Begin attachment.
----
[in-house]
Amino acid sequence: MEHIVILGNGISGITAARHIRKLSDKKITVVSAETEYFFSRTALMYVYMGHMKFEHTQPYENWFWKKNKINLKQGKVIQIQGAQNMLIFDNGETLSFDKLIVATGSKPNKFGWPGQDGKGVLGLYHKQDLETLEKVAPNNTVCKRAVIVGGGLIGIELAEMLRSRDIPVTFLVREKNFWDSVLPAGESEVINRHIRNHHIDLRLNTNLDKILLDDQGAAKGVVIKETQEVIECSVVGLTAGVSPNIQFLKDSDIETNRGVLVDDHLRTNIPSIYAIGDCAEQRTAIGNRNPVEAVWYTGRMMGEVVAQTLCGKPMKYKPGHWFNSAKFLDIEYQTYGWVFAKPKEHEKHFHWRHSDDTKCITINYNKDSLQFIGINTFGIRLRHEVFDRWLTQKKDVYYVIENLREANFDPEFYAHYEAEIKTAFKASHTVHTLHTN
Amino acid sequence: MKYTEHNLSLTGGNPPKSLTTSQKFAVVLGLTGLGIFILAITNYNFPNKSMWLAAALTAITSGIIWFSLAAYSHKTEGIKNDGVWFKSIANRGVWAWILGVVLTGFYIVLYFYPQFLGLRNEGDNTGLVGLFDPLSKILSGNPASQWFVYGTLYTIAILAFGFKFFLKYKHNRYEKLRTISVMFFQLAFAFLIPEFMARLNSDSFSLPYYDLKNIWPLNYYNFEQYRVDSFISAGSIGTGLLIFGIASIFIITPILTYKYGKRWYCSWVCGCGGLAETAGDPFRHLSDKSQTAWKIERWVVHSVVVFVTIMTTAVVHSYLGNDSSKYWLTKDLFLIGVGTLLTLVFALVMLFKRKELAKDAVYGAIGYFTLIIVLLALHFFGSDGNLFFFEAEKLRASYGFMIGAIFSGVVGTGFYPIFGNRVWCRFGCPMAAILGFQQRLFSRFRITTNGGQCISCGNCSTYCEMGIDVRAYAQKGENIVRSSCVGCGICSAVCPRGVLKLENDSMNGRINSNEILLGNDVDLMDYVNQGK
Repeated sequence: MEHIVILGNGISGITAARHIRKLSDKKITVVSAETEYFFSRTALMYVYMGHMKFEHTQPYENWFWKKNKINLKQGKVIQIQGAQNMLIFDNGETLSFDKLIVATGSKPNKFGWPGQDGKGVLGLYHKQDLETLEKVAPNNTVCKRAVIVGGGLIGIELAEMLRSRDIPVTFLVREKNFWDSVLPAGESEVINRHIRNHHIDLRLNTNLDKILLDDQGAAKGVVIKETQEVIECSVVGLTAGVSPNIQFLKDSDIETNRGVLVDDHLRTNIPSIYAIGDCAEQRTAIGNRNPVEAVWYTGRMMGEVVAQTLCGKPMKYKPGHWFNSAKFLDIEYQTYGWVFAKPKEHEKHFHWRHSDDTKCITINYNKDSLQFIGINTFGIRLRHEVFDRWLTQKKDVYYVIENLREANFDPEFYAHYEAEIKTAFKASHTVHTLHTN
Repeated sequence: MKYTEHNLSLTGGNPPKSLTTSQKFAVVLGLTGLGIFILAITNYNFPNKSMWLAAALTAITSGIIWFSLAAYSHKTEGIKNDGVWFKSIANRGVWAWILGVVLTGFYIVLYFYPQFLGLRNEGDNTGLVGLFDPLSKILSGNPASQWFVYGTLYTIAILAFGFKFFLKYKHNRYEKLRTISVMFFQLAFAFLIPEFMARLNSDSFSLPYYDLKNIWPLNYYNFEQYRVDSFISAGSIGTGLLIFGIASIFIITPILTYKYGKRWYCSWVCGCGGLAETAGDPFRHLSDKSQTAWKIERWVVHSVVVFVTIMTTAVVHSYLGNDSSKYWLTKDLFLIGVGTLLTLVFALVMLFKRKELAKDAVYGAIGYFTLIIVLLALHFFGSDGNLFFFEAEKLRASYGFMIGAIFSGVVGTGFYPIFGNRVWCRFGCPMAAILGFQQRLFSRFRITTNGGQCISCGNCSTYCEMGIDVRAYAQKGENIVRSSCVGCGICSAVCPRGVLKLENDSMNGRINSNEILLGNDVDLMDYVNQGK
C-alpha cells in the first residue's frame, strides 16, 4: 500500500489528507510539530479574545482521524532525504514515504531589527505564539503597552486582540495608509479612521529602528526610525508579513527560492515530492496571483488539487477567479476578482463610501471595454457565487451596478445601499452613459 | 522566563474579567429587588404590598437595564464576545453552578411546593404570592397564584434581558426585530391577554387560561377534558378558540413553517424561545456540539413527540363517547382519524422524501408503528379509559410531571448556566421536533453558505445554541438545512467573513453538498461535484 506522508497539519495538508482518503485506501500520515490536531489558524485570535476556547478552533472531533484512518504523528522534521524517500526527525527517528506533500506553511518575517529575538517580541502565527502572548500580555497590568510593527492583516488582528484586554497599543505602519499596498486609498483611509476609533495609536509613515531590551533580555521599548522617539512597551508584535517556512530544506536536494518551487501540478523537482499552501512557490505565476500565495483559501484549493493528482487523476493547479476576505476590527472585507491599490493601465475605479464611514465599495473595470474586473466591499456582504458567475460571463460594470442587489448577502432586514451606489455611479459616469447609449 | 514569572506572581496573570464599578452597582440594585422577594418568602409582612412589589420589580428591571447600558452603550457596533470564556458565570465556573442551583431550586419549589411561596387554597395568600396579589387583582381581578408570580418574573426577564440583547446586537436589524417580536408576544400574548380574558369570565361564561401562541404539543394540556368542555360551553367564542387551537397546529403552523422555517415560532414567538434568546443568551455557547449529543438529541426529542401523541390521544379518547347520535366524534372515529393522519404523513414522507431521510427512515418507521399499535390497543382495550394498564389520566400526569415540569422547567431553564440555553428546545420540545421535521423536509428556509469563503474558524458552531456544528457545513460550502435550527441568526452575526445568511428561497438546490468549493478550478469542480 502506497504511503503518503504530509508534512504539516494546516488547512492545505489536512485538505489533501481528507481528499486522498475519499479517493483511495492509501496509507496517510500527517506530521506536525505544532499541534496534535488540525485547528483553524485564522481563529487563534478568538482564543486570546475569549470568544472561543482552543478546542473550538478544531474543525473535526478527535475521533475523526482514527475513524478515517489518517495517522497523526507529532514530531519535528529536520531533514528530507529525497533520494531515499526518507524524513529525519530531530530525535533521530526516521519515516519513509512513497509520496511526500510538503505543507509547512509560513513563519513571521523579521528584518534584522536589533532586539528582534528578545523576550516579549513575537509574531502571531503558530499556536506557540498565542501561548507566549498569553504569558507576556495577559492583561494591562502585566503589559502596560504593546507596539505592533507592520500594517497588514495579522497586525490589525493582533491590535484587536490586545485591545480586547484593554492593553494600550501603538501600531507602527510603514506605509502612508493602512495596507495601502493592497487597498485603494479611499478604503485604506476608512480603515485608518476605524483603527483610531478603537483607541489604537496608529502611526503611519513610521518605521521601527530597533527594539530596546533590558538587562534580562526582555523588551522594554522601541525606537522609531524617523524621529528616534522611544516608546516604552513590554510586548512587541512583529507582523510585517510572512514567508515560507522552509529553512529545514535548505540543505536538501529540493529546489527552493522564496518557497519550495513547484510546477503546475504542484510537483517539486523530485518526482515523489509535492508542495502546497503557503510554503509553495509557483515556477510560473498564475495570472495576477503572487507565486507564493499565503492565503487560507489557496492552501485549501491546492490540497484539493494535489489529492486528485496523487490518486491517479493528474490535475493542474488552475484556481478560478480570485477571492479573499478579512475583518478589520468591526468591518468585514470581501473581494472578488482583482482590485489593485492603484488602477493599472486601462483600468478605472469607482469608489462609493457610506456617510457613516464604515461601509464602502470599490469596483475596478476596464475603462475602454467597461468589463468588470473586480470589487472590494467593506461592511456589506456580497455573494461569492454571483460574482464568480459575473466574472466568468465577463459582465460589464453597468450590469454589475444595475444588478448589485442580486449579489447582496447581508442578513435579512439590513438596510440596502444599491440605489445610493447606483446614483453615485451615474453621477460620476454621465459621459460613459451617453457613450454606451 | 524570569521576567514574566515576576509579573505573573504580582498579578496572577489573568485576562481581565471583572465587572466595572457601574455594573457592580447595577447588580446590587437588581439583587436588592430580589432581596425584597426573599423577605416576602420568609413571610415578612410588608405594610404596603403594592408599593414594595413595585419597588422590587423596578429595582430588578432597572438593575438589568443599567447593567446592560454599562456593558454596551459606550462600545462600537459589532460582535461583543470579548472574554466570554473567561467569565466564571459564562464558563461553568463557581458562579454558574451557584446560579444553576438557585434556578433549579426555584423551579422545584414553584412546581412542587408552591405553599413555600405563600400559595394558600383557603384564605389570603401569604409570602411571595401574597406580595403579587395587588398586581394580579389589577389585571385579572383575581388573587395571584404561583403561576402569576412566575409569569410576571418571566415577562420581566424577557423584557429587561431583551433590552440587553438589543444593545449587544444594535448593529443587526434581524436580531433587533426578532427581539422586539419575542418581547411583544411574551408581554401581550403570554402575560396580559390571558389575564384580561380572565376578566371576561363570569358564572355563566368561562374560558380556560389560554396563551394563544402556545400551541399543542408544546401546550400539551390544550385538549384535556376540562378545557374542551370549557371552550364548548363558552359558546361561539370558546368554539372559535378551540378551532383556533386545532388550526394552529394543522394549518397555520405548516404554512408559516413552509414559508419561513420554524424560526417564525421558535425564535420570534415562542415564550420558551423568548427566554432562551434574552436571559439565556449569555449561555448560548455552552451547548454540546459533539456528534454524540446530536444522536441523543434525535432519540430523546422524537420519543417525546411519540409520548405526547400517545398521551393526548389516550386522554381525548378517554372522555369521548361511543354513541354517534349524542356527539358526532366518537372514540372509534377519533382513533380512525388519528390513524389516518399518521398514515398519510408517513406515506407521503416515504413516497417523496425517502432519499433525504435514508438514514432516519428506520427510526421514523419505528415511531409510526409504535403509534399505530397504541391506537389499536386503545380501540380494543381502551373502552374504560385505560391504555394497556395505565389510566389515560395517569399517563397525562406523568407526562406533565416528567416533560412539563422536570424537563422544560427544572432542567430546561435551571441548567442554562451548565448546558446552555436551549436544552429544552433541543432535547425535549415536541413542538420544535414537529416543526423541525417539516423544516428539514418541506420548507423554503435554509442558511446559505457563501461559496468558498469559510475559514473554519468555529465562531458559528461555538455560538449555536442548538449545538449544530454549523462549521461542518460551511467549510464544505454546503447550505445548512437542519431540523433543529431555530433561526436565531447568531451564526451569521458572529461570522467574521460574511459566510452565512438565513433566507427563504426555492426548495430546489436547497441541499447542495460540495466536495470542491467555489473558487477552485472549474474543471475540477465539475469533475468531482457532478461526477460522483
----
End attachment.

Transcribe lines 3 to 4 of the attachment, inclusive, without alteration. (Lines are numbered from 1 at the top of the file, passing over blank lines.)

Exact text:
Amino acid sequence: MKYTEHNLSLTGGNPPKSLTTSQKFAVVLGLTGLGIFILAITNYNFPNKSMWLAAALTAITSGIIWFSLAAYSHKTEGIKNDGVWFKSIANRGVWAWILGVVLTGFYIVLYFYPQFLGLRNEGDNTGLVGLFDPLSKILSGNPASQWFVYGTLYTIAILAFGFKFFLKYKHNRYEKLRTISVMFFQLAFAFLIPEFMARLNSDSFSLPYYDLKNIWPLNYYNFEQYRVDSFISAGSIGTGLLIFGIASIFIITPILTYKYGKRWYCSWVCGCGGLAETAGDPFRHLSDKSQTAWKIERWVVHSVVVFVTIMTTAVVHSYLGNDSSKYWLTKDLFLIGVGTLLTLVFALVMLFKRKELAKDAVYGAIGYFTLIIVLLALHFFGSDGNLFFFEAEKLRASYGFMIGAIFSGVVGTGFYPIFGNRVWCRFGCPMAAILGFQQRLFSRFRITTNGGQCISCGNCSTYCEMGIDVRAYAQKGENIVRSSCVGCGICSAVCPRGVLKLENDSMNGRINSNEILLGNDVDLMDYVNQGK
Repeated sequence: MEHIVILGNGISGITAARHIRKLSDKKITVVSAETEYFFSRTALMYVYMGHMKFEHTQPYENWFWKKNKINLKQGKVIQIQGAQNMLIFDNGETLSFDKLIVATGSKPNKFGWPGQDGKGVLGLYHKQDLETLEKVAPNNTVCKRAVIVGGGLIGIELAEMLRSRDIPVTFLVREKNFWDSVLPAGESEVINRHIRNHHIDLRLNTNLDKILLDDQGAAKGVVIKETQEVIECSVVGLTAGVSPNIQFLKDSDIETNRGVLVDDHLRTNIPSIYAIGDCAEQRTAIGNRNPVEAVWYTGRMMGEVVAQTLCGKPMKYKPGHWFNSAKFLDIEYQTYGWVFAKPKEHEKHFHWRHSDDTKCITINYNKDSLQFIGINTFGIRLRHEVFDRWLTQKKDVYYVIENLREANFDPEFYAHYEAEIKTAFKASHTVHTLHTN